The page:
50-Minute Blackout is Signal for Brazil Investors to SellDenyse Godoy and Anna Edgerton
At 3:30 p.m. on Jan. 19 in Sao Paulo, trader Pedro Paulo Afonso’s instant message blew up with questions from asset managers.
A phone on the operations desk rang, then another and another, and soon all 15 traders at TOV Corretora, one of Brazil’s biggest brokerages, were hearing the same thing: a power failure had swept across half of Brazil. Sell utilities.
By the end of trading a little more than an hour later, all but two of the Ibovespa index’s 68 members were down, with the utility industry leading the way. CPFL Energia SA, Brazil’s second-biggest power company by revenue, dropped 7.3 percent for its largest one-day decline since October 2008.
The alarm caused by the 50-minute blackout illustrates the concern investors have that a drought cutting hydroelectric output could trigger energy rationing this year, tipping Latin America’s largest economy into a recession. Power rationing in 2001 trimmed 1 percentage point off gross domestic product growth, the central bank estimates.
“People remember all too well what happened the last time,” Afonso, who is the brokerage’s investment director, said in a phone interview on Jan. 20 from Sao Paulo. “With all the problems we already have in Brazil, the feeling was: ‘Oh no, another rationing is all that we need.’”
An increased risk of rationing comes as higher taxes, budget cuts and rising interest rates are already weighing on the growth outlook. Economists in a central bank survey published Jan. 19 cut their 2015 growth forecast for a third straight week to 0.4 percent. On top of that, a corruption scandal is drying up access to credit for state-run oil company Petroleo Brasileiro SA and the nation’s top builders.
Brazil’s national grid operator, known as ONS, said in a statement on its website that it asked some electricity distributors to turn off their lines for about 50 minutes starting around 3 p.m. on Jan. 19 after power use peaked and transmission problems were reported. Temperatures that day topped 36 degrees Celsius (97 degrees Fahrenheit) in Sao Paulo and Rio de Janeiro, increasing electricity demand for air conditioners. The ONS said the blackout was not caused by a lack of power supplies.
That hasn’t eased fears of a shortage. The worst drought in eight decades has drained the main hydroelectric reservoirs to record lows, paring output at dams that supply about 70 percent of Brazil’s power. Reservoirs in Brazil’s Southeast and Central West fell to 17.6 percent on Jan. 20 in the middle of what is traditionally Brazil’s rainy season, compared with 31.4 percent in January 2001.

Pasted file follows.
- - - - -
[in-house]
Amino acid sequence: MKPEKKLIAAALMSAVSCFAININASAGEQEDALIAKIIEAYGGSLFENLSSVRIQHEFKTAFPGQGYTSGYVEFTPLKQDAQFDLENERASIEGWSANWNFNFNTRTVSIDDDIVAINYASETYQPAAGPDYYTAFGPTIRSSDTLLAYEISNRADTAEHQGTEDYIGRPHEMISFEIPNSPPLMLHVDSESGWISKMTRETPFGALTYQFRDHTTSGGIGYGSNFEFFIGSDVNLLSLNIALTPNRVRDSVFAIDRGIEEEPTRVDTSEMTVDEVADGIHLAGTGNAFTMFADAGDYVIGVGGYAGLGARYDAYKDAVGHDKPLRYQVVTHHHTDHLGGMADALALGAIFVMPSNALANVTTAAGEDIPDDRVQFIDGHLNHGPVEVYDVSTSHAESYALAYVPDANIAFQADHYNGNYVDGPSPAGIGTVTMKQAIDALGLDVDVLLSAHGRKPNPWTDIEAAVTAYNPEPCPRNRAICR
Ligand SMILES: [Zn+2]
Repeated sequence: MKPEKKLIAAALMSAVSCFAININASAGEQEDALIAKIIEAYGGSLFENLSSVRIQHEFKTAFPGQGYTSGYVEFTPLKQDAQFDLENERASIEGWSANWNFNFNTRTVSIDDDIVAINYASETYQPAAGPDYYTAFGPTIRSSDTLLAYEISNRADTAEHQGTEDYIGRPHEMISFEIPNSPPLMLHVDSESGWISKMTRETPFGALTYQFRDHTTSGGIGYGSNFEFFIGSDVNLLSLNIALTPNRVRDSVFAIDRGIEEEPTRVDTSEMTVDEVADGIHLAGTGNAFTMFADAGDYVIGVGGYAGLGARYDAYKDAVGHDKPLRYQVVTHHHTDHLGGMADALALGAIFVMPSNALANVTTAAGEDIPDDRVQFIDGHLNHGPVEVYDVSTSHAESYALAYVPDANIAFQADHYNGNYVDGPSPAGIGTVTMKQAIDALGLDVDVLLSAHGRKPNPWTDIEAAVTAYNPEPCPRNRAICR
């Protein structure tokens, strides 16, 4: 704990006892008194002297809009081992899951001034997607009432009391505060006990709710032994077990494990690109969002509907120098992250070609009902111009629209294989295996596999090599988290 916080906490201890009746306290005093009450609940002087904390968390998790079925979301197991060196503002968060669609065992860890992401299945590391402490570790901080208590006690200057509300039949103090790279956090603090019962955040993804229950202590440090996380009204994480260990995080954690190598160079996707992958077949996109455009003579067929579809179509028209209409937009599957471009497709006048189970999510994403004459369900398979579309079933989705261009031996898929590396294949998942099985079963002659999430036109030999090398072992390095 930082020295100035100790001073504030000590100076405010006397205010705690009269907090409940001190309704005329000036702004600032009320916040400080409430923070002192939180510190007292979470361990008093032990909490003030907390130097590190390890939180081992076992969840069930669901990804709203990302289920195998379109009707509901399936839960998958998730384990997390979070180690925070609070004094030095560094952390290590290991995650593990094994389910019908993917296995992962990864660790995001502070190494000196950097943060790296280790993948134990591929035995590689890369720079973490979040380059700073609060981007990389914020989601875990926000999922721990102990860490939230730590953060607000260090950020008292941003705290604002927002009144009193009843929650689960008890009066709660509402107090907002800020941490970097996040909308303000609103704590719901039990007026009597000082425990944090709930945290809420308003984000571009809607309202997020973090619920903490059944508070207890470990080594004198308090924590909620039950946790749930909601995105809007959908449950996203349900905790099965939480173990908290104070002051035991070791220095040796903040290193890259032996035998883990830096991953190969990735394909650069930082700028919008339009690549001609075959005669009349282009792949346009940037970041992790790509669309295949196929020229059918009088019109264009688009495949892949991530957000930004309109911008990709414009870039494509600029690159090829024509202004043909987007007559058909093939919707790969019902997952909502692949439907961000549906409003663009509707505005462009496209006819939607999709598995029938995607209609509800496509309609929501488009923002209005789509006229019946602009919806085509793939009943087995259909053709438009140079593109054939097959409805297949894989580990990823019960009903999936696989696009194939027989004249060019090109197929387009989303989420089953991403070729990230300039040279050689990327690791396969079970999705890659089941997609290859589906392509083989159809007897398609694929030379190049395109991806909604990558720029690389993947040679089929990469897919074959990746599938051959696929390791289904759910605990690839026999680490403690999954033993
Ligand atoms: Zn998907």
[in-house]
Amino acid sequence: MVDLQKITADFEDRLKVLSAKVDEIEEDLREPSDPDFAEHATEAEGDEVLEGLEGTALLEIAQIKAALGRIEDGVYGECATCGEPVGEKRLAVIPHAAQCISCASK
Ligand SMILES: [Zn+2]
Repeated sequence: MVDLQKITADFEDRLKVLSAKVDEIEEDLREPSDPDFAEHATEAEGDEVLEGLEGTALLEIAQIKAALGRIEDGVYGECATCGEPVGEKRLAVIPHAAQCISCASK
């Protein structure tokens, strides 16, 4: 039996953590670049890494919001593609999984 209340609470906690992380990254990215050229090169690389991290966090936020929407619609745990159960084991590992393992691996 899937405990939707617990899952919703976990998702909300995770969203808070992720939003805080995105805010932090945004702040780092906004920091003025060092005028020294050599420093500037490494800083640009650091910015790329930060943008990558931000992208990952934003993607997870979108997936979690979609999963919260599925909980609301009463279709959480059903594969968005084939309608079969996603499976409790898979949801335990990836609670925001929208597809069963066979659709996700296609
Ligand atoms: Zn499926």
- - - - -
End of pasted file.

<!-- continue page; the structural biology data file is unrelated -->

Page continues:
Itau BBA in a Jan. 20 report estimated there’s a 35 percent chance of rationing this year, up from 26 percent previously. It said the power cut the day before illustrated “the extreme stress” in the grid. Brazilians can expect more blackouts starting in February, when demand usually peaks, said Ricardo Savoia, director at energy consultant Thymos in Sao Paulo.
“We are already at the limit -- any increase in demand or plant failure can disrupt the system,” he said in a telephone interview.
The fact that power was restored about an hour after the blackout shows the “robustness” of Brazil’s integrated power grid, said Andre Pepitone da Nobrega, a director at energy regulator Aneel. While Brazil’s system remains dependent on hydroelectricity, generators have expanded into energy sources such as natural gas, nuclear and coal.
“This is without a doubt a year that demands attention,” Pepitone said in an interview in Brasilia on Jan. 20. “We need to hope it rains.”
Heavy energy users like petrochemical producer Braskem SA, auto-parts maker Iochpe-Maxion SA and the manufacturer of copper and alloy products Paranapanema SA will probably be hit the hardest, said Bruno Piagentini, an investment analyst at brokerage firm Coinvalores. Braskem fell 7.7 percent on the day of the blackout, the most on the Ibovespa. Shares were up 1.5 percent to 13.32 reais as of 12:15 p.m. in Sao Paulo trading.
Braskem’s press office declined to comment on how it would be affected by an eventual power rationing in Brazil, as did Iochpe-Maxion’s investor relations office. Paranapanema’s and CPFL’s press offices didn’t respond to e-mails seeking comment.
“Other companies such as steelmakers also will suffer because, even though they have their own electricity generation, their clients don’t and may reduce output and the acquisition of raw materials,” Piagentini said. “The effects for the Brazilian economy will be very negative.”
Severe rationing in the form of mandatory consumption cuts or rolling blackouts can hurt growth, potentially pressuring credit ratings on Brazil and utilities, said Daniel Kastholm, Fitch managing director of Latin America corporate finance. Kastholm said he was at a conference focused on Latin America recently and the hot topics of concern focused on Petrobras, the corruption scandal and a credit freeze affecting builders.
“There was a lot of discussion about Brazil, and I don’t remember the word drought being mentioned once,” he said in an interview in Sao Paulo. “What I think this blackout does is serve as a huge reminder to the market that we’re in a very difficult situation with regard to energy supply.”